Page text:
Egyptian President Hosni Mubarak's appointment of a new prime minister marks yet another effort to address his country's multiplying economic problems. After swearing in Prime Minister Atef Sedki Wednesday, Mr. Mubarak called for economic solutions. Without these, Mubarak said in a speech broadcast throughout this country of 50 million people, ``the results could be deplorable and the outcome horrifying. I tell you this not as a threat, but as a warning.''
Dr. Sedki was named Sunday, when Mubarak suddenly announced the dismissal of Prime Minister Ali Lutfi, a leading economist who had been given the post in September 1985 with a mandate to pull Egyot out of an economic recession which has only grown worse.
Sedki's appointment is cautiously hailed by Western diplomats as a sign that Mubarak has finally accepted the need for significant economic reforms demanded by the World Bank and the International Monetary Fund (IMF). In exchange for aid totaling $1.35 billion, both institutions have asked Egypt to adopt several sweeping reforms, including abolishing massive subsidies. The package could be worth as much as $4 billion considering the likelihood that the deal would also lead to a rescheduling of Egypt's $38.5 billion foreign debt.
In mid-1985, Mubarak began lobbying for the aid without carrying out tough economic reforms. He asked the United States and West European friends to pressure the World Bank and IMF to ease their demands.
But after a meeting between IMF and Egyptian officials in Washington last month, Mubarak evidently got the message that the World Bank and IMF would not back down. According to Western diplomats, Sedki was appointed with a mandate to make reforms so as to reach an agreement with the World Bank and IMF.
According to Western diplomats here, Dr. Lutfi - though himself a reformist - was dismissed for his failure to lead his fellow ministers, many of whom were politically powerful and opposed reforms, into a consensus. Sedki, a professional economist like his predecessor, is expected to have more success, partly because he has brought along his own team of ministers.
Sedki has ``the ear of the President,'' having served as adviser to then-vice-president Mubarak before 1981, and has ``excellent and powerful connections in Egyptian political, econmic, and financial circles,'' says a diplomat who has met him. Since 1981, Sedki has held the powerful but unglamorous post of chief of the state auditing bureau. ``His ideas are basically free-market ones,'' says the diplomat.
Following his appointment, Sedki said he could not accept some of the conditions set down by the World Bank and IMF. Observers felt, however, that this was merely a warning that Sedki would be no pushover in his negotiations with the internationl bodies despite his political inexperience.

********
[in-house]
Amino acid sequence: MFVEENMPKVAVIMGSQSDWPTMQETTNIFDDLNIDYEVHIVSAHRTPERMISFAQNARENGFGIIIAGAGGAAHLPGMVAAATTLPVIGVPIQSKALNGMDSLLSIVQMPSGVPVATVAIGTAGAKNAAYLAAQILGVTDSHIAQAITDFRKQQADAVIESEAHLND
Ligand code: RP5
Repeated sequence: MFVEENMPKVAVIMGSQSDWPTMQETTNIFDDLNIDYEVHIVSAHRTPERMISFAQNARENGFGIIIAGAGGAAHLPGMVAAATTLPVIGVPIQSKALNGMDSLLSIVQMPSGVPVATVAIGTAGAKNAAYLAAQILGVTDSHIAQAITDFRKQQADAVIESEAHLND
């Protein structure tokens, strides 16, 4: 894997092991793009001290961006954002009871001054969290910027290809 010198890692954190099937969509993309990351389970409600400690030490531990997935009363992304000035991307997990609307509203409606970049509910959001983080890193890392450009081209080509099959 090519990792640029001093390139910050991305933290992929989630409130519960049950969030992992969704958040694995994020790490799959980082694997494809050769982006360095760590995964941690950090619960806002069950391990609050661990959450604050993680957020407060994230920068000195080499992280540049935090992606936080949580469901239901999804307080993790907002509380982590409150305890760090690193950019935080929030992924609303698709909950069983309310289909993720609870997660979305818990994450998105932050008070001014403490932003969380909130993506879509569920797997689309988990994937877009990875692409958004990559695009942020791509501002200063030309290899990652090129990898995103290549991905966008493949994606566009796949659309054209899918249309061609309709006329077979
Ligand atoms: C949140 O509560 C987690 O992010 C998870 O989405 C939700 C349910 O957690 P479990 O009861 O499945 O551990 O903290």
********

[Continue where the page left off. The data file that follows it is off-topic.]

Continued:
According to informed sources in Cairo, the World Bank is demanding three things: sharp increases in energy prices for Egyptian consumers and a plan to abolish all energy subsidies over time; abolition of price and crop controls on farmers; and a plan to phase out unproductive subsidized industries.
The IMF, in addition, demands a plan to raise revenue and reduce expenditures; the abolition of the state-controlled monetary exchange rate; and the abolition of interest-rate controls.
Mubarak has been reluctant to cut the $7 billion annual state subsidies - one-third of Egypt's budget - because widespread rioting erupted in 1977 when former President Anwer Sadat cut some food subsidies. Egyptian officials also fear that other demands, such as the elimination of controlled exchange rates, could be dangerously inflationary.
The regime feels that a rising tide of Islamic fundamentalism in Egypt could feed off of political unrest. In February, Mubarak had to order the Army to maintain order for two weeks after police conscripts rioted in several cities over poor wages and living conditions.
Nevertheless, the country's economy, already in shambles because of the inefficient state industries and bloated bureaucracy, sharply deteriorated in 1985 and 1986. Revenues from Egypt's Red Sea oil wells declined by more than $1 billion annually due to the unexpected drop in world oil prices. Terrorism also scared away visitors, cutting vital tourism receipts.
The Reagan administration has been encouraging Mubarak's regime to address Egypt's basic economic problems, as reflected in the reform demands of the World Bank and IMF, as a means of safeguarding its long-term economic and political stability. Egypt is the most important US ally in the Arab world today.
But Egypt feels that, in one way, the Reagan administration - by failing to restructure repayments on Egypt's $4.5 billion military debt to the US - is adding to Egypt's financial burden. And this perception could increase tension between Washington and Cairo, observers say.